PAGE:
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NERSC Initiative for Scientific Exploration (NISE) 2011 Awards

Molecular Simulations of the Release of Phosphate and ADP from F1-ATPase to Aid in the Understanding of the Function of F1-ATPase

Victor Ovchinnikov, Massachusetts Institute of Technology

Associated NERSC Project: Understanding the function of protein and nucleic acid components of cellular machines necessary for optimizing biofuel production (gc8), Principal Investigator: Martin Karplus

NISE Award: 1,000,000 Hours
Award Date: March 2011

The focus of this proposal is to increase our understanding of the mechanism of phosphate and ADP release and the steps where they are released during the function of F1-ATPase. The understanding of this key step will ultimately allow us to understand the entire mechanism of chemomechanical coupling of F0F1-ATPase. In addition, the results will aid in modifying the systems we study to make them more useful in the biological production of energy.

The objective of the proposed study is to provide a complete model of F1-ATPase (the catalytic moiety of F0F1-ATPase) action, which is essential to understand the motor mechanism of F0F1-ATPase. Recent experiments suggest that the release of phosphate (Pi), one of the products of ATP hydrolysis, from one of the active sites generates a significant portion of the torque to drive the γ-stalk rotation of F1-ATPase. However, it is not known which of the three nonequivalent subunits of F1-ATPase is the source of ADP and Pi.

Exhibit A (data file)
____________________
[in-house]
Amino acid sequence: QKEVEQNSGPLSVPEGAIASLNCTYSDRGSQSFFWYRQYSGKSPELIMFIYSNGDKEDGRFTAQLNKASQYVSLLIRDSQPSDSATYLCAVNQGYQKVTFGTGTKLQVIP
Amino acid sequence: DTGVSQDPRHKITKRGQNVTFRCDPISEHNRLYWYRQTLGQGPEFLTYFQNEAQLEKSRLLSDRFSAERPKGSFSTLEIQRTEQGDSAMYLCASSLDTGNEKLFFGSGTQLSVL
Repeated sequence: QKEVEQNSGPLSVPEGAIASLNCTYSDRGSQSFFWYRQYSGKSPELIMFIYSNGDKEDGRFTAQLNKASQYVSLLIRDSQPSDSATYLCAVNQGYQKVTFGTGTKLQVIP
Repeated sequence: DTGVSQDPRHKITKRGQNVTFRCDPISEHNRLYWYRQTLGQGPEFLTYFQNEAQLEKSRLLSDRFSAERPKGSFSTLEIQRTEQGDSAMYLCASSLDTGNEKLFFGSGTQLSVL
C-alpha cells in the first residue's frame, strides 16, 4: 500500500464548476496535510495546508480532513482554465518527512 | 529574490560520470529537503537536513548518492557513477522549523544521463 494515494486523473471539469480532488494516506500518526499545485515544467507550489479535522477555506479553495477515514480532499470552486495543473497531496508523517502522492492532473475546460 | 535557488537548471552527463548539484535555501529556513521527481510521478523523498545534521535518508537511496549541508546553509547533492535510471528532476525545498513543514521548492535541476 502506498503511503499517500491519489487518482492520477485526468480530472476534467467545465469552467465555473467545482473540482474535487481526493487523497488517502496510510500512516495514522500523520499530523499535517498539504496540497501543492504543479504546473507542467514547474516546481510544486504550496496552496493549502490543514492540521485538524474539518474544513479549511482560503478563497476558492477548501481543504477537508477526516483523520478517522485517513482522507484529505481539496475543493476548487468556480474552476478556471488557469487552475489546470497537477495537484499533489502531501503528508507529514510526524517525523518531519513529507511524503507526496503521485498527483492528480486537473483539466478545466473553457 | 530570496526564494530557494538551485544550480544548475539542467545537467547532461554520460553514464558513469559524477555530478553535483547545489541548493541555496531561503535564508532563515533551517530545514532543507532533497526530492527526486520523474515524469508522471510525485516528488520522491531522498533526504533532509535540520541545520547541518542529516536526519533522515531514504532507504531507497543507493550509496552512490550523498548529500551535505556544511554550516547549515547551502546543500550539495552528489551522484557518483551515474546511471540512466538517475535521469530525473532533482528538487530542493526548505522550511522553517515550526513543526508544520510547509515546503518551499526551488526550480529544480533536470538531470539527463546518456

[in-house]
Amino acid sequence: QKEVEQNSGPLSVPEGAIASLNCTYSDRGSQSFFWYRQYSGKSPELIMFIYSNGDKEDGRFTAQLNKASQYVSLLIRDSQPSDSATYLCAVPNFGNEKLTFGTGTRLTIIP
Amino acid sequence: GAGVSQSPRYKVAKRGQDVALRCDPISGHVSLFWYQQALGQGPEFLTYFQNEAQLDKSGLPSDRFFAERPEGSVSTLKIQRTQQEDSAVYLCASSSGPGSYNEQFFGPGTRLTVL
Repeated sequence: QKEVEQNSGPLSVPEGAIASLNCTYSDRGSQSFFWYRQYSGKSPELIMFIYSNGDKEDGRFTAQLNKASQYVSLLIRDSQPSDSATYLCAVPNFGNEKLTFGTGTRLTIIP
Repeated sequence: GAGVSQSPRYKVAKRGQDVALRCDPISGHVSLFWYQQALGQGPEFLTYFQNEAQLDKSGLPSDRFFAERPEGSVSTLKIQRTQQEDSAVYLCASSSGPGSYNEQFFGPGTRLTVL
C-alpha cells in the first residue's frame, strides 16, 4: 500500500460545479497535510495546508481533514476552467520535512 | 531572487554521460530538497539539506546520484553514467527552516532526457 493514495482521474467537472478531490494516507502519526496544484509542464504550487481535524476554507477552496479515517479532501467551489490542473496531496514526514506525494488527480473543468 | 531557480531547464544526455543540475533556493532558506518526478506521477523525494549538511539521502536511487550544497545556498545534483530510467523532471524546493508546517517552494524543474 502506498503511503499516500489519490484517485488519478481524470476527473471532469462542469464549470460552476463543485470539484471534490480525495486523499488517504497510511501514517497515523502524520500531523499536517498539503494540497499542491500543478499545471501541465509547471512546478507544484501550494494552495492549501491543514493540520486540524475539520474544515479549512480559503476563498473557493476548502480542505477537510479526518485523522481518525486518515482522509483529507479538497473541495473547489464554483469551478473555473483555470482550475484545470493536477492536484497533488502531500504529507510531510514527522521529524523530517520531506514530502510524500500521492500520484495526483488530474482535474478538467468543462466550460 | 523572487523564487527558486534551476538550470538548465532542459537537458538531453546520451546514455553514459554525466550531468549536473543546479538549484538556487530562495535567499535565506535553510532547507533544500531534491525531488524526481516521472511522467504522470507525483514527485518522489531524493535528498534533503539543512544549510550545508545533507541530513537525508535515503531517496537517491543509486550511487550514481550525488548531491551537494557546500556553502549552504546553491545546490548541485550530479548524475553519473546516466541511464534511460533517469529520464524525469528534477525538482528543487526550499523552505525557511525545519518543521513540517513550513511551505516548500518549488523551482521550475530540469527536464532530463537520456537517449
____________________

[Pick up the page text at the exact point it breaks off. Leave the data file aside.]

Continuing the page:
We propose to investigate the mechanisms and pathways of the release of Pi and ADP from the β-subunit in different conformations of F1-ATPase. To overcome the time scale of the actual Pi (and ADP) release, multicopy enhanced sampling (MCES) (1) simulations will be used to accelerate the release process. The simulations will be repeated multiple times to obtain sufficient statistics, where each of the simulations will start from different distribution of initial velocities. The multiple simulations will be carried out by using multiple MPI communicators that we have implemented recently in the CHARMM program. Since the multiple simulations do not require extensive parallel communications between each simulation, we expect near perfect parallel efficiency. After finding the Pi (and ADP) release pathways, the string method (2) will be applied to compute the free energy along the pathway.